Following the talk, there was no shortage of audience questions. They ranged from concerns about school environment to the current social climate. The audience disclosed and shared details about personal accounts of bullying. Tough questions arose such as, “How do I stop bullying among a group of my three-year-old daughter’s friends?” from one concerned mother. Ms. Tinari’s response included a brief overview of developmental stages in children and cited several research studies. She discussed inclusion, and how that affects group dynamics among youth. The author emphasized the importance of communication and support for anyone facing challenging situations. “You can make a positive impact on a victim of bullying by simply offering support. Support strategies include sending a complimentary text message, offering to walk or sit with the victim, and reassuring the victim that the bully’s criticisms and harsh words are uncalled for and untrue. Every student can use a support strategy- even students who are shy themselves. Support strategies have been found to act as a defense against the pain that bullying inflicts.”

After signing the purchased books, Ms. Tinari sent attendees off with a small goodie bag with a “kindness makes a difference sticker,” chocolate kisses, and a reminder of one of the 21 tips. They also walked away empowered by having learned a lesson or two from the author and her book, Create a Culture of Kindness in Middle School: 48 Character-Building Lessons to Foster Respect and Prevent Bullying.

As a prelude to the book launch, PeacePraxis created a virtual event on social media which asked for random acts of kindness to be performed. Participants shared their efforts using #actionforkindness. In the morning, Ms. Tinari presented a talk on “Creating a Culture of Kindness at School” to 75 NJ educators and counselors. Dragonfly Yoga Studio joined as an Action for Kindness Partner, and hosted a free, lunch-hour compassion meditation class that was well attended. Another event was co-sponsored by Girls Empowered and Nina’s Waffles which focused on raising self-esteem and provided an interactive photo booth with positive affirmations. Thanks to the Doylestown Bookshop, Dragonfly Yoga Studio, Girls Empowered and Nina’s Waffles for partnering with PeacePraxis to celebrate Action for Kindness Day 2017!

To purchase a copy of Create a Culture of Kindness in Middle School: 48 Character-Building Lessons to Foster Respect and Prevent Bullying, visit Free Spirit Publishing . Use coupon code CULTURE for a 25% discount!

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PeacePraxis Welcomes Associate Heidi Roux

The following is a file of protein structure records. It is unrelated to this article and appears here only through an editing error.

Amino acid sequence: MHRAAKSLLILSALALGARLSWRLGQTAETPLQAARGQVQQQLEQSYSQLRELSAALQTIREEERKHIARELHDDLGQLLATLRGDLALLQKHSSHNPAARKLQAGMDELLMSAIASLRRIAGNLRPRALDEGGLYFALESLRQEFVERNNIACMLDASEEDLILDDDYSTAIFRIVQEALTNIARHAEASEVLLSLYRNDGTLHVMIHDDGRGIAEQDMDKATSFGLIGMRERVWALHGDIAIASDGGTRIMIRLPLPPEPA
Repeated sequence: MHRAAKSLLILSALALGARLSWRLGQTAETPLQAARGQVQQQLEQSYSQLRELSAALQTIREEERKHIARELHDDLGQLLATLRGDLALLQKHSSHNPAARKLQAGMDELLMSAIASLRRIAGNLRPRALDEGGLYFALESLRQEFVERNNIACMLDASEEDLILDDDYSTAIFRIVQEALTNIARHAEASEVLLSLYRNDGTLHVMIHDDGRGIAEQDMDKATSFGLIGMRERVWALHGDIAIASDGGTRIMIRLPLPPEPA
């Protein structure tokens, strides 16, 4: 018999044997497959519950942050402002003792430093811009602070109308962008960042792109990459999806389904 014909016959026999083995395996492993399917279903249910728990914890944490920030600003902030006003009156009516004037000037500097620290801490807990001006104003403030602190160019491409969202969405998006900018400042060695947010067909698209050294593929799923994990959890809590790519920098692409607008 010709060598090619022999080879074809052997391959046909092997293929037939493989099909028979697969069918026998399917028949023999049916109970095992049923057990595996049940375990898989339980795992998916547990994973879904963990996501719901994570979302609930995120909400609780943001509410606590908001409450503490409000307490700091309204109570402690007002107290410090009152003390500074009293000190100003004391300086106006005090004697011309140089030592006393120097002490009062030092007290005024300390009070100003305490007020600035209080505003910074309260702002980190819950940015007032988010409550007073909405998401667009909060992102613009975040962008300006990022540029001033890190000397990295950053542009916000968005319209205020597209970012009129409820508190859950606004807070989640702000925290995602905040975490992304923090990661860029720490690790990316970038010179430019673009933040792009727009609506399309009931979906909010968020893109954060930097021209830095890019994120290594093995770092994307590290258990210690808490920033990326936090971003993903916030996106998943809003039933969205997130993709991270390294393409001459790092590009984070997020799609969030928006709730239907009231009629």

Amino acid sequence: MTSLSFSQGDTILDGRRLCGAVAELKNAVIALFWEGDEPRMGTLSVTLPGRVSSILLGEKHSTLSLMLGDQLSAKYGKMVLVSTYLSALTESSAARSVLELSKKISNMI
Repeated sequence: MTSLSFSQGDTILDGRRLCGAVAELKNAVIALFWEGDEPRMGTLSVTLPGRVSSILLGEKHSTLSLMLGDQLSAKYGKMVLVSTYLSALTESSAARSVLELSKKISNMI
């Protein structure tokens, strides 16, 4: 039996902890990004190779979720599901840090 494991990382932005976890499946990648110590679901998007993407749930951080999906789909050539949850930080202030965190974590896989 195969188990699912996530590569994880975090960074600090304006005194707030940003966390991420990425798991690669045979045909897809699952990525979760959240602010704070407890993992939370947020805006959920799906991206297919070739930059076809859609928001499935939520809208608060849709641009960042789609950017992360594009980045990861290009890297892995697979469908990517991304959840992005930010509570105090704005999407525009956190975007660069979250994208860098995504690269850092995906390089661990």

Founding Director of PeacePraxis, Christa Tinari, is pleased to welcome new Outreach Coordinator, Heidi Roux!

Heidi’s professional experience is in nonprofit management and program development. She has developed and implemented various awareness and advocacy campaigns in education and around issues involving children and youth. Heidi has an MBA from Northern Arizona University. While in the market research field, she co-authored various studies on social and public health issues. In 2012, she was named one of Wells Fargo and Univision’s 40 Hispanic Leaders under 40 in Arizona.

“Heidi’s passions are completely aligned with the values and purpose of PeacePraxis. I am excited about the ways she will use her consulting talents and skills to increase our positive impact” says Christa Tinari.  Heidi brings an enthusiasm for impacting social change through the support of PeacePraxis’ mission. She believes we are currently experiencing a paradigm shift in our social climate and culture. Her hometown of Washington, DC showed her change is possible when you take action. Heidi says “I know with the services PeacePraxis provides, issues such as bias-based bullying can be eradicated. My belief is that every child will succeed and thrive if we create a sustainable culture of kindness.”

Heidi is an avid reader and dreamer. She loves to hike and enjoys nature. She is married and has a young son. Her family thinks it is important to acknowledge others with a smile while making friends and creating community.

As a consultant to PeacePraxis’ outreach efforts, Heidi will be reaching out to past clients, as well as new ones. Please join PeacePraxis in giving Heidi a warm welcome!